Technology stagnation and NASA – problem and opportunity

A picture of the tree line and blue sky. Credit: Edgar Zapata,, with a 1957 Yashica LM TLR (light meter/twin lens reflex).
Blue sky ahead.

My job with NASA always meant looking ahead. Today I can’t help but look back. I am now retired, which I find an odd mix of calm, caffeinated, and a sense “I’ve seen things you people wouldn’t believe.” I arrived at Kennedy Space Center in 1988, a wonderful world of huge machines, buildings, and Space Shuttles –machines ahead of their times. And so many people. All abuzz to send our explorers to the stars. Everyone who contributed went along as well, at least in spirit. Soon after, walls fell I thought would stand forever. I could not wait to see what more was around the corner.

Thirty-three years later, we’re sending astronauts to space again from KSC, after a 9-year stall, except fewer a year, in capsules, not Shuttles. We have the International Space Station, a wonder of technology and possibility. Our (so far) permanent presence in Earth orbit has people racking up more time learning to live and work in space than Shuttle’s ever could. Yet plans for going further than low Earth orbit, people on the Moon or Mars with many people to follow, seem no closer now than when I first arrived at Kennedy.

Stagnation comes to mind, and it turns out this is not a problem unique to NASA.

Technology stagnation is a big red button we ignore on the console because we assume progress is inevitable. Tyler Cowen wonderfully captured this problem in “The Great Stagnation”. A lack of innovation starves the supply side of an economy and leaves us endlessly only slightly improving what came before. Here there is no new and improved, just old and repackaged (something I’ll try to avoid for myself). Cowen reminds us how real economic growth comes from real innovation. We should be amazed at the changes in daily life over time, not from fiddling with GDP numbers.

Who are we? Grandma, wide-eyed in 1975, describing amazing changes you people wouldn’t believe, from the arrival of electricity, cars, and all those appliances, to advances in medicine, education, and a man on the Moon? Or will we try the wide-eyed look one day about media on demand? Apologists that technology stagnation is not a thing narrow in – the industrial revolution, then a transportation revolution (Grandma), then a communications revolution (us recently). More will follow. Patience. This is hardly filling, “sit and wait your next turn.” Even the view there is no technology stagnation admits to pauses.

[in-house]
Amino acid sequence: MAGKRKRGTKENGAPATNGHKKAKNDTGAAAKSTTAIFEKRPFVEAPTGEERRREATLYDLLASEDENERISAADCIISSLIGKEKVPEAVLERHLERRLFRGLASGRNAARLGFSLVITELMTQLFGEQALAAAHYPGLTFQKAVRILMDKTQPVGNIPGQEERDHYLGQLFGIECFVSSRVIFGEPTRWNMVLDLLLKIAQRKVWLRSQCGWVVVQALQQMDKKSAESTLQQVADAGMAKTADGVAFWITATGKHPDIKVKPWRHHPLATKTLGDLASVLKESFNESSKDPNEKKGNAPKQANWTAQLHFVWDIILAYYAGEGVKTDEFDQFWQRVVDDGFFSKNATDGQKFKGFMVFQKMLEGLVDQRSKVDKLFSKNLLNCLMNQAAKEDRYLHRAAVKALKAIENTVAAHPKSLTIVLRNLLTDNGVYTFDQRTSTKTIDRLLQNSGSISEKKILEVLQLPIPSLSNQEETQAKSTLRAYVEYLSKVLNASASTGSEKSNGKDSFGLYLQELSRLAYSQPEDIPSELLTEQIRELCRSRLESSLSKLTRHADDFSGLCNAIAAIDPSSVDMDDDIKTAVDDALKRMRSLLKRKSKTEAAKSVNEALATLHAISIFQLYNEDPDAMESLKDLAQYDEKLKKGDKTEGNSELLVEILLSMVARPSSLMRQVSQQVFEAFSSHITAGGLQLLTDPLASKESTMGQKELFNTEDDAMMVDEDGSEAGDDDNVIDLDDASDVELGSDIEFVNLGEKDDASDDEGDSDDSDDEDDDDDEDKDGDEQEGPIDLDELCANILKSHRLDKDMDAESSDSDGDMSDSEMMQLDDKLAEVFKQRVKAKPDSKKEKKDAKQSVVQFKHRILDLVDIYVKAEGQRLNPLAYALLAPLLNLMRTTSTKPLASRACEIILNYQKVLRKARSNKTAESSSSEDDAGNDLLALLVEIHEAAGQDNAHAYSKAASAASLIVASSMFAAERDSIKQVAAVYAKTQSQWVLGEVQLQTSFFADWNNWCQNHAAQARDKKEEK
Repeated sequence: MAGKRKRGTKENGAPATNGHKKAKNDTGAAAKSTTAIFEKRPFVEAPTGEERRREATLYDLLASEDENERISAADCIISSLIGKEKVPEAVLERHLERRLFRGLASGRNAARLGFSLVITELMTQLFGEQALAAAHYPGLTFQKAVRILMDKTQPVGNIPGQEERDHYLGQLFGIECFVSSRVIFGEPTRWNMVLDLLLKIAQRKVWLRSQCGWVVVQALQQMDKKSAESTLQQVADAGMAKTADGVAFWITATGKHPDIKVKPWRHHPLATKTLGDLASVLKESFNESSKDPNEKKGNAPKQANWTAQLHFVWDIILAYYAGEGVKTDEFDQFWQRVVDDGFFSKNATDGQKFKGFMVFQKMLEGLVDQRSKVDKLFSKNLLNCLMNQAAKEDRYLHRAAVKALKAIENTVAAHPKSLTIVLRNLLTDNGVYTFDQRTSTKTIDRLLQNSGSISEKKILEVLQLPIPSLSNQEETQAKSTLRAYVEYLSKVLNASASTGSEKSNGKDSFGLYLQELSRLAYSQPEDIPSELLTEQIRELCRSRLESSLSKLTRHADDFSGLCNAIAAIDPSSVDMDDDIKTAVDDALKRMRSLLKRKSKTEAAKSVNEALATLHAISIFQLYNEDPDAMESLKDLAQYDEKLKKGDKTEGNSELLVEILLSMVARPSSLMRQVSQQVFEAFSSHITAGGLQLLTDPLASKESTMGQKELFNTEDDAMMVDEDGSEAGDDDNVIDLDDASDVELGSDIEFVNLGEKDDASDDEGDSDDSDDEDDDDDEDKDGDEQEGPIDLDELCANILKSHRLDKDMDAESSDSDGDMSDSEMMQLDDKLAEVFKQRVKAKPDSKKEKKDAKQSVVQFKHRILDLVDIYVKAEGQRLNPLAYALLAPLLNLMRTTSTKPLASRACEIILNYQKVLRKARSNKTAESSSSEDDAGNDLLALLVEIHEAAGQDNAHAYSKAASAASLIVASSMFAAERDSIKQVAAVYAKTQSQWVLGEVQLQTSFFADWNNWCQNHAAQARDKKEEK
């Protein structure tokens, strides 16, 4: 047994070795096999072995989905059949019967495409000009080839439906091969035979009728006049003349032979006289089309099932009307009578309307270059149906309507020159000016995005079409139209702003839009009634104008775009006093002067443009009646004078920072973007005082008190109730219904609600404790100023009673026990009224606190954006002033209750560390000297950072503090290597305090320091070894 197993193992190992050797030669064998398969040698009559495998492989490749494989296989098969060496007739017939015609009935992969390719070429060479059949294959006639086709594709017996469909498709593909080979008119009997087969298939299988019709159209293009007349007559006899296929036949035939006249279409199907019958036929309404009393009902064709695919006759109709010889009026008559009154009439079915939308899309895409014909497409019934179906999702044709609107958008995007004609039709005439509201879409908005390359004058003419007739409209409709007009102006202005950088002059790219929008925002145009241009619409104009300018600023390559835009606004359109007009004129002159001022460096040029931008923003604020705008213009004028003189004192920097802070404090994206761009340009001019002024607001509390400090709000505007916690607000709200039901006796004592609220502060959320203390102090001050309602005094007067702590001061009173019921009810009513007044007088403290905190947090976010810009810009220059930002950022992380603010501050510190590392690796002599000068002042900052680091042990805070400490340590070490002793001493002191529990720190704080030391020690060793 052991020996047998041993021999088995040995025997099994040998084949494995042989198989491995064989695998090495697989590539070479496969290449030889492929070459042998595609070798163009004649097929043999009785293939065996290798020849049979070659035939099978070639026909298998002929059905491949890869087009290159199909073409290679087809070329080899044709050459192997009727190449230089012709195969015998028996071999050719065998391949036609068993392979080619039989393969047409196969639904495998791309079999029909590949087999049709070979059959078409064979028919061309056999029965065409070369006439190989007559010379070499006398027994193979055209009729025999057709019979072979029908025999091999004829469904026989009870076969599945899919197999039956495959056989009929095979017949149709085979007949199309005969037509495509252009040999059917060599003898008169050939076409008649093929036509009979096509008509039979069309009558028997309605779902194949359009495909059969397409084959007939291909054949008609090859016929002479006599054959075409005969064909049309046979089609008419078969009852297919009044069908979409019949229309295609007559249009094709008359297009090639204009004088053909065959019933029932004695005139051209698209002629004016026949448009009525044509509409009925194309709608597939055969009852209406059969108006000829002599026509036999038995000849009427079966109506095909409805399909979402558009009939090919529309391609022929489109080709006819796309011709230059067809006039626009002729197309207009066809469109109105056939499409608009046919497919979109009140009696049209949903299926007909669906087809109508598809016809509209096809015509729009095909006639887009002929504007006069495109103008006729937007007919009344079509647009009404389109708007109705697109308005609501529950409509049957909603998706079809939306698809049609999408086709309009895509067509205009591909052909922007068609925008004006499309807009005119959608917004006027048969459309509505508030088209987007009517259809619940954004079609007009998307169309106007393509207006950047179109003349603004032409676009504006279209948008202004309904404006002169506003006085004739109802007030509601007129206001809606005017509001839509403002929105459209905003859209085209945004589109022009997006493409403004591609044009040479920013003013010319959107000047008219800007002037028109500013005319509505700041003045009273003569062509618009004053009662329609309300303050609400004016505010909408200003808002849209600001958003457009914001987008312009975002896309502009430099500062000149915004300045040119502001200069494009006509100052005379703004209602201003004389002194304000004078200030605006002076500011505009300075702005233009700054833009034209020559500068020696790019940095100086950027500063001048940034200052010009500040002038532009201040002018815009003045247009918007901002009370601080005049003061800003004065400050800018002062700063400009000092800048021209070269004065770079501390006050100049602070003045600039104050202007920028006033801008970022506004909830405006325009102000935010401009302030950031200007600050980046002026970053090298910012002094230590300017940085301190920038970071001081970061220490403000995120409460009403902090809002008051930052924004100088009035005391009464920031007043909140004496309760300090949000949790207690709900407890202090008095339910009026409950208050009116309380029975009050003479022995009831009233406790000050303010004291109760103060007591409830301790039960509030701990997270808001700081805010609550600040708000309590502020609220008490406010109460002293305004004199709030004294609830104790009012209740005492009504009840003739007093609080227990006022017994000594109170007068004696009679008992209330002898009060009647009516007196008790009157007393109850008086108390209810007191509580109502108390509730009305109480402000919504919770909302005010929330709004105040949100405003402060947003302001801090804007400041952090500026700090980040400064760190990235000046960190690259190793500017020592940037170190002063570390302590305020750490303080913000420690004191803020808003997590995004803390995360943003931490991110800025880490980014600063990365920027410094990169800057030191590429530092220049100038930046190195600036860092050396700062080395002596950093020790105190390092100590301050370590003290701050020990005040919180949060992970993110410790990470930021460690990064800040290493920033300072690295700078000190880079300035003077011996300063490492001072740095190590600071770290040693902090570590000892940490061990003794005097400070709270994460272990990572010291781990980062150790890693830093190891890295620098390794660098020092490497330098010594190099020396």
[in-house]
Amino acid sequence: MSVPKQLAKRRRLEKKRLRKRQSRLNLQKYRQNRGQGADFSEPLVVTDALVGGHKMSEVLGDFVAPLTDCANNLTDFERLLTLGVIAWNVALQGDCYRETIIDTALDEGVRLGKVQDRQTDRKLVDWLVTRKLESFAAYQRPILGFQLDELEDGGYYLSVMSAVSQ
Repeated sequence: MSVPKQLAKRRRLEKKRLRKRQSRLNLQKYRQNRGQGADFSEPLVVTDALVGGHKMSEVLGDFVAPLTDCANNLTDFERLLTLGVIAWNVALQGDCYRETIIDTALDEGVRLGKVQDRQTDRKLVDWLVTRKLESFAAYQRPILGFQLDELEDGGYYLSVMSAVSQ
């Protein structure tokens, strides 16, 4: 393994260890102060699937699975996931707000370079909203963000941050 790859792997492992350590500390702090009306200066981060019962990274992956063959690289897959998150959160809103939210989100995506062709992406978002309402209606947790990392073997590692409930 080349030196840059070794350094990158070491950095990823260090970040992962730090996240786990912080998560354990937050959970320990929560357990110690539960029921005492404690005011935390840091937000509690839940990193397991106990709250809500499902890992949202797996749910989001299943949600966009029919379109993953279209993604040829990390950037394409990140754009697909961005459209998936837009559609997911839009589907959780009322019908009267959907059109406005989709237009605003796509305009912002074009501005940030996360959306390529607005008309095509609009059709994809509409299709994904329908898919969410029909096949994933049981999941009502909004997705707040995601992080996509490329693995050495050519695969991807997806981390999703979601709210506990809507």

Jump ahead – what are the amazing changes in 2050 where life in 1975 is the old times? We’re on the edge of great change. I believe space exploration and development can be a big part of looking back amazed in 2050. Maybe the hassle for the day is finding a room at Lianmeng station for the layover en route to USiCorp, one of many asteroid facilities that are no longer news.

Yet to make the story in 2050 about amazing change of the good kind means investments in space about growth through innovation. This means difficult shifts away from providers and stakeholders in economic environments that lack competition. Any space exploration plans, public or private, mustn’t over-focus on boots-on-the-Moon or any single event with no plan for more. Getting there, staying there, and growing there will need competition to create innovations yet imagined, for dropping costs and prices, and for creating new customers and markets. This is all well beyond NASA’s needs.

Exploring other worlds when “Earth is zoned residential and light industry” will require affordable, routine access to, through and from space for people, cargo, and ships. This is not new or impossible – we’ve been here in previous transformations. These transformations always mean changing who, how, and why. Start down this path, and it’s not hard to see a world in 2050 looking back amazed at all the wonderful changes in our day-to-day life.

So, retired now after 32+ years with NASA, I have so many thoughts still to share from amazing times. Yet I also see many places we have been stuck, where innovation has stalled. As I said, my job with NASA always meant looking ahead, and I hope to keep doing that here in this blog. What role can NASA, the private sector, and space exploration play to ensure everyone looks back years from now amazed at the positive changes in their everyday lives? Let’s explore.

Edgar Zapata

April 6, 2021

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